Given that the penalty in subsection 162(1) is computed by reference to the amount of tax payable by the taxpayer, and that Exida.com did not have any tax payable for the taxation years in question, Exida.com argued that no penalty is exigible under subsection 162(2.1) on the basis that the precondition to the application of subsection 162(2.1) is that the non-resident corporation "is liable to a penalty under subsection (1) or (2)." In other words, in order for subsection 162(2.1) to apply, Exida.com must have tax payable for the taxation years in question. This argument was in line with the decision in Goar, wherein Justice Miller held that a person is not liable to a penalty under subsection 162(1) unless tax was payable by the person in respect of a particular taxation year

At the Tax Court, Justice Woods concluded that the words "liable to a penalty" in subsection 162(2.1) includes circumstances where the non-resident corporation is "potentially subject to a penalty" under subsection 162(1), and not just circumstances where a positive amount can be computed under paragraphs 162(1) (a) and (b). In coming to her decision, she applied a textual, contextual and purposive approach to the interpretation of subsection 162(2.1). She concluded that the plain meaning of "liable" is broad, and is defined in part as "responsible at law" or "bound or obliged by law or equity," and that coupled with the legislative history and context it was clear that subsection 162(2.1) should apply in this circumstance.

The Federal Court of Appeal in an unanimous decision agreed with the rationale of Justice Miller’s decision in Goar with respect to the proper interpretation and interaction of subsection 162(1) and 162(2.1): unless there is tax payable in respect of a particular taxation year, the non-resident corporation is not "liable to a penalty" under subsection 162(1) for the purposes of determining whether a penalty is exigible under subsection 162(2.1). The court disagreed with Justice Woods and stated that the textual, contextual and purposive approach to statutory interpretation cannot give the statutory provisions a meaning they cannot bear. In the view of the court, the failure to provide for a penalty in circumstances where the non-resident corporation did not have any tax payable was a fundamental drafting error that could not be cured by a purposive interpretation of the provisions.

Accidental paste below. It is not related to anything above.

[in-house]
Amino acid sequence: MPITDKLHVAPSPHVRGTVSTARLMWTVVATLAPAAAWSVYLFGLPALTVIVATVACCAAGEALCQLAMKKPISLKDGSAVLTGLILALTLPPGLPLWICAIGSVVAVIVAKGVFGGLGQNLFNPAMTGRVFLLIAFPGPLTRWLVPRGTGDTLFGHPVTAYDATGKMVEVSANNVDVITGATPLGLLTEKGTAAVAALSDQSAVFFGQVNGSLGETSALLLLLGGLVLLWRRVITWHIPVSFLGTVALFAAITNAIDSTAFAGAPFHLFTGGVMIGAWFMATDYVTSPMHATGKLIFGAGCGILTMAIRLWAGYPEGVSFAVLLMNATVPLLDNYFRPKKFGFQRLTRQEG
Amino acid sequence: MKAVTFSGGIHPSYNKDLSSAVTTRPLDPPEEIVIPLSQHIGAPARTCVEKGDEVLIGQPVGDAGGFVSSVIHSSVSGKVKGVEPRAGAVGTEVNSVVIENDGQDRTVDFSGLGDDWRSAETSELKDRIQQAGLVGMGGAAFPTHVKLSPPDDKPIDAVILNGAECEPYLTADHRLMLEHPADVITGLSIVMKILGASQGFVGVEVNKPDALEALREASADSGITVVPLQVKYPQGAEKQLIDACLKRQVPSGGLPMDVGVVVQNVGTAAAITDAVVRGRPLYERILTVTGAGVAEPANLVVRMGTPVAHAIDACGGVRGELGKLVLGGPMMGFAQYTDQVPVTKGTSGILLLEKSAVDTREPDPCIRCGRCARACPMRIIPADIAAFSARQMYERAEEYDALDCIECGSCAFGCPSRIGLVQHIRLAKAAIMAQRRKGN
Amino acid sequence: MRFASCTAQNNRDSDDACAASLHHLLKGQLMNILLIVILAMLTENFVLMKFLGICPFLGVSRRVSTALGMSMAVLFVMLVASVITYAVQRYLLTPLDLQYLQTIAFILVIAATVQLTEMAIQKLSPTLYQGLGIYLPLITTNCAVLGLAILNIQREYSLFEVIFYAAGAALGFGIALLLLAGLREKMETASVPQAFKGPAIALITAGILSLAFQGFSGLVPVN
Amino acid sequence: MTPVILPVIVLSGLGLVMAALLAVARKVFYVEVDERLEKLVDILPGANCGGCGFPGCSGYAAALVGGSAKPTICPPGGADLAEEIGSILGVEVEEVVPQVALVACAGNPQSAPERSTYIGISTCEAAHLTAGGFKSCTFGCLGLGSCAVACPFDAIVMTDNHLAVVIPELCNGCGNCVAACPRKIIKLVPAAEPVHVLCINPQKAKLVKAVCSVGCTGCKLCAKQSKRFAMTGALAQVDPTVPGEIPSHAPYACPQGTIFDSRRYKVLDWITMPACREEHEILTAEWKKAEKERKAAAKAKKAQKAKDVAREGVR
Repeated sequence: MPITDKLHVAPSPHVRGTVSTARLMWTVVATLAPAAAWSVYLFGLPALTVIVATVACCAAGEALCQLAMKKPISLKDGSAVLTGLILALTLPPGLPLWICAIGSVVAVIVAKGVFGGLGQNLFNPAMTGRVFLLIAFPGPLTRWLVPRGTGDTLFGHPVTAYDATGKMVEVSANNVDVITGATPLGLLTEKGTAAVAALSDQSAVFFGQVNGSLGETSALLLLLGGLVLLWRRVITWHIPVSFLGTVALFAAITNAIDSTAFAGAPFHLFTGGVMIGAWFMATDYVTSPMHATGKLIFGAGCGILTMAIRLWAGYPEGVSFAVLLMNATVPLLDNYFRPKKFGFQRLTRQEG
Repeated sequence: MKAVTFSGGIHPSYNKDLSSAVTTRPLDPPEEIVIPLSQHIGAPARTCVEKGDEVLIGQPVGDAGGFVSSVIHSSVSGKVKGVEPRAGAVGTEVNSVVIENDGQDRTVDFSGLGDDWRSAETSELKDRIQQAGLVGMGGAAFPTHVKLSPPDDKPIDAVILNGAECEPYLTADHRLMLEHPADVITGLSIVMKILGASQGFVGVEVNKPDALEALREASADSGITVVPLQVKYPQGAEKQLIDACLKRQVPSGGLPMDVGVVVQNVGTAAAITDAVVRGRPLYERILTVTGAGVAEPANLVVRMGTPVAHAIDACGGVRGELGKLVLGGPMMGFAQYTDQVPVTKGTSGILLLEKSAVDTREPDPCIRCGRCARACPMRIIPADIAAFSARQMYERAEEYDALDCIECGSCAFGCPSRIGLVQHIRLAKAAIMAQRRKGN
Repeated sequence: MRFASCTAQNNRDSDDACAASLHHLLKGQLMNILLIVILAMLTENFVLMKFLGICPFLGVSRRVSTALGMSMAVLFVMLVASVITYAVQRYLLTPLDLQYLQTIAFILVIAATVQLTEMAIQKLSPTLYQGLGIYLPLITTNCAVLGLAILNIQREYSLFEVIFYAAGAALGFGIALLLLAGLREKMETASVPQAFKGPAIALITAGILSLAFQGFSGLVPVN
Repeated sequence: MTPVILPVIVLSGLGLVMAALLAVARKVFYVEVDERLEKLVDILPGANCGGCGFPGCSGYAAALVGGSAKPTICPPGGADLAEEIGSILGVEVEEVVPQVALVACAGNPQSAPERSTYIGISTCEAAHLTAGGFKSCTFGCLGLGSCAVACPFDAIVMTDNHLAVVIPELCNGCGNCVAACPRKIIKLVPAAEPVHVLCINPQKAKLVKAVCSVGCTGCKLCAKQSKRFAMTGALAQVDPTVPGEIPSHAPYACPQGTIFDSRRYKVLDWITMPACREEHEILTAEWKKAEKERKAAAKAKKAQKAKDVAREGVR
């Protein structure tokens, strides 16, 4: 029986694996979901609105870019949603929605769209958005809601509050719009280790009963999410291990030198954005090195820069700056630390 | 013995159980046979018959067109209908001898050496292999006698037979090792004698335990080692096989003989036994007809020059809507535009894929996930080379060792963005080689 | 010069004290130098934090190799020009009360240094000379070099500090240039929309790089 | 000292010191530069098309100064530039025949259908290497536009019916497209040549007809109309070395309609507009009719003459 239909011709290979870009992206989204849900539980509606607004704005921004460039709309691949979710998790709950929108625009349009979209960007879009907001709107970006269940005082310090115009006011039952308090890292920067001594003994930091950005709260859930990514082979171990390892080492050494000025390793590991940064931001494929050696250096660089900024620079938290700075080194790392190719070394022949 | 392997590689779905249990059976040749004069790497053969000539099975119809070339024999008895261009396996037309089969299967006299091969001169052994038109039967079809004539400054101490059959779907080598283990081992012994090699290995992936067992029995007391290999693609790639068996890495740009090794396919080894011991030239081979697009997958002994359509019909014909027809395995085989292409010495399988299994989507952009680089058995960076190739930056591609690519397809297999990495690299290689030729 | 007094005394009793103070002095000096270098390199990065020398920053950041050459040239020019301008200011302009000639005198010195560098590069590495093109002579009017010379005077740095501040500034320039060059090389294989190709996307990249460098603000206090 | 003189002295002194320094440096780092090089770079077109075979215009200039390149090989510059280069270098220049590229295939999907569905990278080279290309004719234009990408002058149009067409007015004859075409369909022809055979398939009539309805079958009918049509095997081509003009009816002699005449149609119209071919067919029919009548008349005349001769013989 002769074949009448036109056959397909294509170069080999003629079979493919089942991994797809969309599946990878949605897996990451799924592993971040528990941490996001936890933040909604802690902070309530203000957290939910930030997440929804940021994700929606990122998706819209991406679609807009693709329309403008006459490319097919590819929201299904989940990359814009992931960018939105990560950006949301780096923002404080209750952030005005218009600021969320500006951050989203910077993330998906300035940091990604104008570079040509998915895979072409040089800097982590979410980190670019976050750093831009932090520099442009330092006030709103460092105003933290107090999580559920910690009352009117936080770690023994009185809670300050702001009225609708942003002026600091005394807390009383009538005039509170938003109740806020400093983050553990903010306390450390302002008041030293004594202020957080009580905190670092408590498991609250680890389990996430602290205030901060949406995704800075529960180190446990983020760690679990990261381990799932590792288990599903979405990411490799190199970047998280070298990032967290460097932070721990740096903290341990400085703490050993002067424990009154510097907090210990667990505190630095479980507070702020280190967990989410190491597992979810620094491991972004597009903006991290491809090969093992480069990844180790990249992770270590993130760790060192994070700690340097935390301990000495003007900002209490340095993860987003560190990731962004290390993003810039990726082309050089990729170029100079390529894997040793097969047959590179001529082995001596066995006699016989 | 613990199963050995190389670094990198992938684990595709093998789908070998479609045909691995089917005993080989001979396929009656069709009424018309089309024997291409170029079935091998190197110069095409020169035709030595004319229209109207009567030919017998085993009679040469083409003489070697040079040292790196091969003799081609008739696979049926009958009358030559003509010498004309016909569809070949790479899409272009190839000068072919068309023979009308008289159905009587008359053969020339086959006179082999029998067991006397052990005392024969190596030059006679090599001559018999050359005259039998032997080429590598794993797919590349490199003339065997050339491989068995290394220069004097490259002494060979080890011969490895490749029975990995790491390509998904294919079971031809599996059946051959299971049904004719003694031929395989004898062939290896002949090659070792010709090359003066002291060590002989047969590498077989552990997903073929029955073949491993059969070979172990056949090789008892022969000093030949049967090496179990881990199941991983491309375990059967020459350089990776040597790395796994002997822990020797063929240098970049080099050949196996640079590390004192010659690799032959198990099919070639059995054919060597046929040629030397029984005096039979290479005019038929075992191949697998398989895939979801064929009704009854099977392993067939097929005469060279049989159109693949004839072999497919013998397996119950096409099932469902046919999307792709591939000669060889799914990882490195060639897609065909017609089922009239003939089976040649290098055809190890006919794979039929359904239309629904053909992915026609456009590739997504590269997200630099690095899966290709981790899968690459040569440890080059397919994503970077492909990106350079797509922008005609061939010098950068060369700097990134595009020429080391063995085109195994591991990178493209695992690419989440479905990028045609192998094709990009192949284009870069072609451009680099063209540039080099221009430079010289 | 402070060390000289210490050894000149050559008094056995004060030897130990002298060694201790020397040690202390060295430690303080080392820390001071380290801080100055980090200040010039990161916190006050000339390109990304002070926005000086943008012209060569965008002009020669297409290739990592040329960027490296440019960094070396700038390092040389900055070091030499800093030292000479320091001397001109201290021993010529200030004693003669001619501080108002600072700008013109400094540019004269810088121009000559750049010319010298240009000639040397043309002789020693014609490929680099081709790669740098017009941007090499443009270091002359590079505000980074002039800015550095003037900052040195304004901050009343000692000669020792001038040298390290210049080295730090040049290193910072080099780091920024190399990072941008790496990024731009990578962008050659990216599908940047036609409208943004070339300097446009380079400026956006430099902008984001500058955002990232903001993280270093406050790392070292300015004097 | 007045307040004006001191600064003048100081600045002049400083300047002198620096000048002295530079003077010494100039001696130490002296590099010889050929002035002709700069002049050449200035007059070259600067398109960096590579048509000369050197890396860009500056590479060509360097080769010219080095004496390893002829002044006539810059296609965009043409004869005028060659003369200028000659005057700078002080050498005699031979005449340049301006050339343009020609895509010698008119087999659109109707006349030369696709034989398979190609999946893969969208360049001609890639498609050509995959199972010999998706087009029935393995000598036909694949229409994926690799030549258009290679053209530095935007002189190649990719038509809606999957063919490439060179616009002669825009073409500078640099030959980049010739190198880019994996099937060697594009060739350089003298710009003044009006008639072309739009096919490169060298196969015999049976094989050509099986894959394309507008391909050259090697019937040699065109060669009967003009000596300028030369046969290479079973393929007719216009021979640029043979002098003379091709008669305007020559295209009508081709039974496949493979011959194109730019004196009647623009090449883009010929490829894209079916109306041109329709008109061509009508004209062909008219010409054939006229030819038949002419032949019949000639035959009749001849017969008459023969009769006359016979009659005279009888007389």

However, the court went on to conclude that paragraph 162(7)(b) applied to impose a penalty on a non-resident corporation in circumstances where no tax is payable in respect of a particular taxation year. In contrast to Justice Woods’s decision that subsection 162(1) "set out" a penalty for failure to file a return regardless of whether penalty was a nil amount, and that as such 162(7)(b) was not applicable, the Federal Court of Appeal concluded that no penalty was set out in the Tax Act for failure to file a return in circumstances where the non-resident corporation did not have tax payable in respect of a particular taxation year, and that as such paragraph 162(7)(b) was applicable. It is also worth noting that the Federal Court of Appeal agreed with the decision of Justice Miller in Goar that paragraph 162(7)(a) did not apply, as return of income did not constitute an information return. The court in Goar did not address whether paragraph 162(7)(b) was applicable.

In summary, a non-resident corporation that fails to file a return of income within the prescribed time in respect of a particular taxation year for which no tax is payable will be subject to a penalty pursuant to subsection 162(7). The maximum penalty under subsection 162(7) is $2,500 for each failure to file a return in a timely manner.